In intensive farmland, it is often difficult to find charismatic and evocative species to serve as a flagship to inspire conservation actions and awareness. Here, ‘non-traditional' flagship species may play a fundamental role in promoting more sustainable and biodiversity-friendly agriculture and achieving conservation targets in this strongly artificial habitat. We investigated the abundance (measured in number of territories) of two insectivorous avian species, spotted flycatcher and common redstart, in response to environmental characteristics and agricultural management practices in Italian vineyards at landscape and field scales. We evaluated whether these species could be used as ‘non-traditional’ flagships in this agroecosystem. We found that both species were positively affected by vineyard cover, but not all typologies of vineyards are equally suitable for them. The traditional pergola trellising system was favoured by both species, whereas spalliera vineyards exerted negative effects. The spotted flycatcher commonly occurred in intensive vineyards on valley floors where its abundance was negatively affected by young plantations, which provide limited nesting opportunities, and by the cover of organic vineyards. Conversely, the common redstart was positively affected by traditional elements interspersed in the vineyard matrix (i.e. hedges, tree rows, and isolated rural buildings), which were more abundant in the less intensively cultivated valley sides. At the field scale, common redstarts selected for grass sward shorter than 20 cm, which highlights the importance of active sward management for this ground-feeding species. Based on our results, we proposed using the spotted flycatcher as a ‘non-traditional’ flagship species for intensive vineyards and the common redstart for the less intensive vineyards.

Insectivorous birds as ‘non-traditional’ flagship species in vineyards: Applying a neglected conservation paradigm to agricultural systems / G. Assandri, G. Bogliani, P. Pedrini, M. Brambilla. - In: ECOLOGICAL INDICATORS. - ISSN 1470-160X. - 80(2017), pp. 275-285. [10.1016/j.ecolind.2017.05.012]

Insectivorous birds as ‘non-traditional’ flagship species in vineyards: Applying a neglected conservation paradigm to agricultural systems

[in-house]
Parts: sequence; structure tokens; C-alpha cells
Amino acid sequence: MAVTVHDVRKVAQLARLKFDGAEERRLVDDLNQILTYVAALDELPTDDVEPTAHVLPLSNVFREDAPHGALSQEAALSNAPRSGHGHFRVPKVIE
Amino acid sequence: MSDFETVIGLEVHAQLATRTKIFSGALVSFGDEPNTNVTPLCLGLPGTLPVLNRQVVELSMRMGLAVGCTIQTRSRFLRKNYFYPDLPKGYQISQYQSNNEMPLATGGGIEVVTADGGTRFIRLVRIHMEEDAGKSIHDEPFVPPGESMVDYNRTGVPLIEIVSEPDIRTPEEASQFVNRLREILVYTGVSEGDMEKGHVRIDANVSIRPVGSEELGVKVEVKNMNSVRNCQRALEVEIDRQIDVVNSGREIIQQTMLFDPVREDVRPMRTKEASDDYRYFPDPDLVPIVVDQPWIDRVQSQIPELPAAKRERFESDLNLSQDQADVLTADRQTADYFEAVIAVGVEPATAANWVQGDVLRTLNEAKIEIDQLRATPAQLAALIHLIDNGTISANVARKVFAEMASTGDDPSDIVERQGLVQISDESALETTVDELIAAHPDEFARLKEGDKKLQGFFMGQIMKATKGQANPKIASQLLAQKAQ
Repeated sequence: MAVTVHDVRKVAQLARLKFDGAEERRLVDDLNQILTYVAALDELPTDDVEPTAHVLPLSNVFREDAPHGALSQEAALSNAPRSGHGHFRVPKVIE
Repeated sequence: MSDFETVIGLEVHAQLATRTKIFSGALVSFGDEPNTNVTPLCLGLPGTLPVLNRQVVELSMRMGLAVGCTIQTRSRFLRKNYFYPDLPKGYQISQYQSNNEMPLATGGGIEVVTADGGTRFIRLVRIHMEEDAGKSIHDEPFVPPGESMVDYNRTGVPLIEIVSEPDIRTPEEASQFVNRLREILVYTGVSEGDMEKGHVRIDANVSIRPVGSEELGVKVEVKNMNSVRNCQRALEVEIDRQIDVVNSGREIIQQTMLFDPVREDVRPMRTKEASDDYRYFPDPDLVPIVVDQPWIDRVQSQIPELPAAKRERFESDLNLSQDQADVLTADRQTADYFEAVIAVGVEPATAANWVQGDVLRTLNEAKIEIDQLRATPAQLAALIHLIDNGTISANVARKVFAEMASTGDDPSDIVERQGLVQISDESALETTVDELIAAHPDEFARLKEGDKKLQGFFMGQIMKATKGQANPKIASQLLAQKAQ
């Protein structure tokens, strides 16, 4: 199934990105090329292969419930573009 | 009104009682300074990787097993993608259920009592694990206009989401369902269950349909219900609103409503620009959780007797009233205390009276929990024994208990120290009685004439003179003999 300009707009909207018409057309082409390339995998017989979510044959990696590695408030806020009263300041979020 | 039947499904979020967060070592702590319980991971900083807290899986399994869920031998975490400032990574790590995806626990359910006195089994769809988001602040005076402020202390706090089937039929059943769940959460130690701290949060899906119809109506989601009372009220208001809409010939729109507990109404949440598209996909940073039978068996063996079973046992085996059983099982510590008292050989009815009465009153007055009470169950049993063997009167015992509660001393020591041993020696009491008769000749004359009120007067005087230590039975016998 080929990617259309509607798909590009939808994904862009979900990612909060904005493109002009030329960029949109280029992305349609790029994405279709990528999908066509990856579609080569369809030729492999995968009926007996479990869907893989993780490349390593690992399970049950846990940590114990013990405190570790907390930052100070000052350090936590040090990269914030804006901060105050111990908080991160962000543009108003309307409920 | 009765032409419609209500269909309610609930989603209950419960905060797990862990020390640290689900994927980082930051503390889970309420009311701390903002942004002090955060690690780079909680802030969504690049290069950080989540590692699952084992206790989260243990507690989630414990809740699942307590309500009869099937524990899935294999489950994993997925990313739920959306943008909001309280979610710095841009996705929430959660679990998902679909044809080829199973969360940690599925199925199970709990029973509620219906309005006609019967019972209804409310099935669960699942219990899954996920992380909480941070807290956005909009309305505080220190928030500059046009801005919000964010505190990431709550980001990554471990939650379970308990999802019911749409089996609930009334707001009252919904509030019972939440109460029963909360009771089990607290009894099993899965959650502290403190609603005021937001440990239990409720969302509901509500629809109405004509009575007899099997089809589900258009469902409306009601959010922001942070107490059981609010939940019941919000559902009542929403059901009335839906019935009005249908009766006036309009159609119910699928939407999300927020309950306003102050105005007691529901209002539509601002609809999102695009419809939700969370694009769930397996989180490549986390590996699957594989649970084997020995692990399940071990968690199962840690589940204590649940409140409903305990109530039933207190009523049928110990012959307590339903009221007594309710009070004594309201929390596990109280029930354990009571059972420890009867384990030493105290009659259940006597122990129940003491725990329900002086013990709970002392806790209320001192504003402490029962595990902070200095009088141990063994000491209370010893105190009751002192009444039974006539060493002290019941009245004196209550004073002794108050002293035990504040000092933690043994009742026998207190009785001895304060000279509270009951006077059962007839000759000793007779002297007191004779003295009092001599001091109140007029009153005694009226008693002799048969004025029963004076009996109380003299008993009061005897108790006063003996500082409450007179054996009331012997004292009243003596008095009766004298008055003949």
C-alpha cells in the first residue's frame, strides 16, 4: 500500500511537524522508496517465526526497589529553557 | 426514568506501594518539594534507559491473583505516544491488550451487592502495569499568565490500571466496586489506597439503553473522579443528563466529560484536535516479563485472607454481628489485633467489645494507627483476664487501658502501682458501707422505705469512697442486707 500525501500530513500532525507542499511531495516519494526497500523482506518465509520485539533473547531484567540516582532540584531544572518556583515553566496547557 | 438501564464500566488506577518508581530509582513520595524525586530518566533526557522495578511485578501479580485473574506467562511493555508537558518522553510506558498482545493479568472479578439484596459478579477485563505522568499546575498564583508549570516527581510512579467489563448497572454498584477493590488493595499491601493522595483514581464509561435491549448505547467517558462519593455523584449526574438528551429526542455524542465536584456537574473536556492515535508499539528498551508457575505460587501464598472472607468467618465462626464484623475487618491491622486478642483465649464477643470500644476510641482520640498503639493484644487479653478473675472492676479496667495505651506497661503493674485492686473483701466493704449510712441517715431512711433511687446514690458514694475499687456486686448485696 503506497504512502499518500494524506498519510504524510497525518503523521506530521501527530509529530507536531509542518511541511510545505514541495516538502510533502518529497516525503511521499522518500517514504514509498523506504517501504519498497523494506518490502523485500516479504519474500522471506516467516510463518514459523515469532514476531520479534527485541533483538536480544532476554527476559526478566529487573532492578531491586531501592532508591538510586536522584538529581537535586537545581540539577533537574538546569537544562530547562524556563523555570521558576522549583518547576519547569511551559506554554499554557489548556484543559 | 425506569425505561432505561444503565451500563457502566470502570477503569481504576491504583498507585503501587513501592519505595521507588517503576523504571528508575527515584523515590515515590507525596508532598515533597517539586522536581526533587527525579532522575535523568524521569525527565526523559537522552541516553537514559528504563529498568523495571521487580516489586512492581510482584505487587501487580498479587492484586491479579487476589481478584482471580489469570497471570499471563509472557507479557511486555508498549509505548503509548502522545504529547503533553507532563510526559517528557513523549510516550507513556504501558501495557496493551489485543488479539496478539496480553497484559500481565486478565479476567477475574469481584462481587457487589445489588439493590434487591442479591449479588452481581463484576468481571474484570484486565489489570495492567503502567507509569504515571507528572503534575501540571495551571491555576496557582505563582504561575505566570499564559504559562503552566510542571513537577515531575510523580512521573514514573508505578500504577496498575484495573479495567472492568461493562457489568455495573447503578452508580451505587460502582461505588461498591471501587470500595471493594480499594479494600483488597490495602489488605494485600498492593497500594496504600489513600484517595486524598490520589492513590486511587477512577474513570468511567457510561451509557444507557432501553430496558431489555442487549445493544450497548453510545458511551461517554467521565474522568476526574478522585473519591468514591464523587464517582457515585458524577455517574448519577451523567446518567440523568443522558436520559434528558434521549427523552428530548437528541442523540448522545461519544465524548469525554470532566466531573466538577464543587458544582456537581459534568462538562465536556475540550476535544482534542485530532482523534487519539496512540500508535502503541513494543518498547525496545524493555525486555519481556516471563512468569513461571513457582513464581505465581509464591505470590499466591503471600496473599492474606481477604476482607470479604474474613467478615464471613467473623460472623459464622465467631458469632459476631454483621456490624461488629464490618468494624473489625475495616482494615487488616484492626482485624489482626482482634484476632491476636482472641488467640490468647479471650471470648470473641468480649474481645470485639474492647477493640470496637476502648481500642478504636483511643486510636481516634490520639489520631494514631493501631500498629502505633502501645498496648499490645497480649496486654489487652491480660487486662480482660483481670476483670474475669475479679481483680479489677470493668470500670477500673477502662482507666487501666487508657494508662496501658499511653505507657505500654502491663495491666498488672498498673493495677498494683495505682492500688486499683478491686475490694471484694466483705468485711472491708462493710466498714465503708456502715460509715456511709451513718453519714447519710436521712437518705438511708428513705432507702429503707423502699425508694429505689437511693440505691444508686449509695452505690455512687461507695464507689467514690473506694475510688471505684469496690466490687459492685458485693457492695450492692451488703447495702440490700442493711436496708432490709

M. Brambilla
2017

Abstract

In intensive farmland, it is often difficult to find charismatic and evocative species to serve as a flagship to inspire conservation actions and awareness. Here, ‘non-traditional' flagship species may play a fundamental role in promoting more sustainable and biodiversity-friendly agriculture and achieving conservation targets in this strongly artificial habitat. We investigated the abundance (measured in number of territories) of two insectivorous avian species, spotted flycatcher and common redstart, in response to environmental characteristics and agricultural management practices in Italian vineyards at landscape and field scales. We evaluated whether these species could be used as ‘non-traditional’ flagships in this agroecosystem. We found that both species were positively affected by vineyard cover, but not all typologies of vineyards are equally suitable for them. The traditional pergola trellising system was favoured by both species, whereas spalliera vineyards exerted negative effects. The spotted flycatcher commonly occurred in intensive vineyards on valley floors where its abundance was negatively affected by young plantations, which provide limited nesting opportunities, and by the cover of organic vineyards. Conversely, the common redstart was positively affected by traditional elements interspersed in the vineyard matrix (i.e. hedges, tree rows, and isolated rural buildings), which were more abundant in the less intensively cultivated valley sides. At the field scale, common redstarts selected for grass sward shorter than 20 cm, which highlights the importance of active sward management for this ground-feeding species. Based on our results, we proposed using the spotted flycatcher as a ‘non-traditional’ flagship species for intensive vineyards and the common redstart for the less intensive vineyards.
Farmland birds; Intensification; Muscicapa striata; Phoenicurus phoenicurus; Trentino
Settore BIO/07 - Ecologia
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Utilizza questo identificativo per citare o creare un link a questo documento: http://hdl.handle.net/2434/906757
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